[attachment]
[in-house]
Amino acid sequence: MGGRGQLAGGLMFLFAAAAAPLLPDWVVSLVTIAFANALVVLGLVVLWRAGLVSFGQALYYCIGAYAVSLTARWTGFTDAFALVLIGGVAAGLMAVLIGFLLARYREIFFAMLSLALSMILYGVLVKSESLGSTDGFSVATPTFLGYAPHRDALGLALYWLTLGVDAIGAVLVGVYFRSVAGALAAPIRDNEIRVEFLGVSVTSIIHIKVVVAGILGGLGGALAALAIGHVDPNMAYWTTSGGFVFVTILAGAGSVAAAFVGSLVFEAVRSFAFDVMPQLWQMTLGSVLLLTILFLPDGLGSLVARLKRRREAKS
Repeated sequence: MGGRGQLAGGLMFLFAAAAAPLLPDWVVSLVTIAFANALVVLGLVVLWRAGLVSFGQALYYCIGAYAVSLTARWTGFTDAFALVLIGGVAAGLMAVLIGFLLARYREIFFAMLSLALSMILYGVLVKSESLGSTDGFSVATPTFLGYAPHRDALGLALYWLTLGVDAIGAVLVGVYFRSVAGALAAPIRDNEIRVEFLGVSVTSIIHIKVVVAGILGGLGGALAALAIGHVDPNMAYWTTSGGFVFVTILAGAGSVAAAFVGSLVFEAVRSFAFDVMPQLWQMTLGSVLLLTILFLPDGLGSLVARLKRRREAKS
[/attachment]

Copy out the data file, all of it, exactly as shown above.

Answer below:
[in-house]
Amino acid sequence: MGGRGQLAGGLMFLFAAAAAPLLPDWVVSLVTIAFANALVVLGLVVLWRAGLVSFGQALYYCIGAYAVSLTARWTGFTDAFALVLIGGVAAGLMAVLIGFLLARYREIFFAMLSLALSMILYGVLVKSESLGSTDGFSVATPTFLGYAPHRDALGLALYWLTLGVDAIGAVLVGVYFRSVAGALAAPIRDNEIRVEFLGVSVTSIIHIKVVVAGILGGLGGALAALAIGHVDPNMAYWTTSGGFVFVTILAGAGSVAAAFVGSLVFEAVRSFAFDVMPQLWQMTLGSVLLLTILFLPDGLGSLVARLKRRREAKS
Repeated sequence: MGGRGQLAGGLMFLFAAAAAPLLPDWVVSLVTIAFANALVVLGLVVLWRAGLVSFGQALYYCIGAYAVSLTARWTGFTDAFALVLIGGVAAGLMAVLIGFLLARYREIFFAMLSLALSMILYGVLVKSESLGSTDGFSVATPTFLGYAPHRDALGLALYWLTLGVDAIGAVLVGVYFRSVAGALAAPIRDNEIRVEFLGVSVTSIIHIKVVVAGILGGLGGALAALAIGHVDPNMAYWTTSGGFVFVTILAGAGSVAAAFVGSLVFEAVRSFAFDVMPQLWQMTLGSVLLLTILFLPDGLGSLVARLKRRREAKS